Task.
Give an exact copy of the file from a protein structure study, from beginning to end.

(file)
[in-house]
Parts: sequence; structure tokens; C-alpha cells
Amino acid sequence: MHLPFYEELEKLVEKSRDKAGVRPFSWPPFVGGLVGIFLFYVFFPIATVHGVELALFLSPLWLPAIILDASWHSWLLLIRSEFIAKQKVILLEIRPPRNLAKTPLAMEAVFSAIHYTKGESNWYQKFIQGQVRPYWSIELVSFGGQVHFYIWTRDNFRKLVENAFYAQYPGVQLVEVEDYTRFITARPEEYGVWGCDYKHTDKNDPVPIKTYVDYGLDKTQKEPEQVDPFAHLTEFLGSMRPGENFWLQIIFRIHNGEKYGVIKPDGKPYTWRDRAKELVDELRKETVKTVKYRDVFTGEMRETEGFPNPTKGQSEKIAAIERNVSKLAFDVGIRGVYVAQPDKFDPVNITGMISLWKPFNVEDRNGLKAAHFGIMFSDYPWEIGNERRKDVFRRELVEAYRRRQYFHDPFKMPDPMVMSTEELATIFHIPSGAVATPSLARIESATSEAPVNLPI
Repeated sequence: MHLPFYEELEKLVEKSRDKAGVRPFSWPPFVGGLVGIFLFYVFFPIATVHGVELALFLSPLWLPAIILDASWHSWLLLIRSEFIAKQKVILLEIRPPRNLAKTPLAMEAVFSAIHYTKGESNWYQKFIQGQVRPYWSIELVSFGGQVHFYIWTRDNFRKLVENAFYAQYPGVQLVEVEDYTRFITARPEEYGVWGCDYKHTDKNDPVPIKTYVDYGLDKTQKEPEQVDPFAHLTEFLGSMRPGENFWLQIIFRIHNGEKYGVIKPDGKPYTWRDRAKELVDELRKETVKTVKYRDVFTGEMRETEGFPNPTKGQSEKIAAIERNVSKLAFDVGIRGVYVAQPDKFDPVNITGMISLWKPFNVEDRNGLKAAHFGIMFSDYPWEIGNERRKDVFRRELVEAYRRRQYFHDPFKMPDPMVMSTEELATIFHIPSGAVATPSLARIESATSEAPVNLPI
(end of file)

[in-house]
Parts: sequence; structure tokens; C-alpha cells
Amino acid sequence: MHLPFYEELEKLVEKSRDKAGVRPFSWPPFVGGLVGIFLFYVFFPIATVHGVELALFLSPLWLPAIILDASWHSWLLLIRSEFIAKQKVILLEIRPPRNLAKTPLAMEAVFSAIHYTKGESNWYQKFIQGQVRPYWSIELVSFGGQVHFYIWTRDNFRKLVENAFYAQYPGVQLVEVEDYTRFITARPEEYGVWGCDYKHTDKNDPVPIKTYVDYGLDKTQKEPEQVDPFAHLTEFLGSMRPGENFWLQIIFRIHNGEKYGVIKPDGKPYTWRDRAKELVDELRKETVKTVKYRDVFTGEMRETEGFPNPTKGQSEKIAAIERNVSKLAFDVGIRGVYVAQPDKFDPVNITGMISLWKPFNVEDRNGLKAAHFGIMFSDYPWEIGNERRKDVFRRELVEAYRRRQYFHDPFKMPDPMVMSTEELATIFHIPSGAVATPSLARIESATSEAPVNLPI
Repeated sequence: MHLPFYEELEKLVEKSRDKAGVRPFSWPPFVGGLVGIFLFYVFFPIATVHGVELALFLSPLWLPAIILDASWHSWLLLIRSEFIAKQKVILLEIRPPRNLAKTPLAMEAVFSAIHYTKGESNWYQKFIQGQVRPYWSIELVSFGGQVHFYIWTRDNFRKLVENAFYAQYPGVQLVEVEDYTRFITARPEEYGVWGCDYKHTDKNDPVPIKTYVDYGLDKTQKEPEQVDPFAHLTEFLGSMRPGENFWLQIIFRIHNGEKYGVIKPDGKPYTWRDRAKELVDELRKETVKTVKYRDVFTGEMRETEGFPNPTKGQSEKIAAIERNVSKLAFDVGIRGVYVAQPDKFDPVNITGMISLWKPFNVEDRNGLKAAHFGIMFSDYPWEIGNERRKDVFRRELVEAYRRRQYFHDPFKMPDPMVMSTEELATIFHIPSGAVATPSLARIESATSEAPVNLPI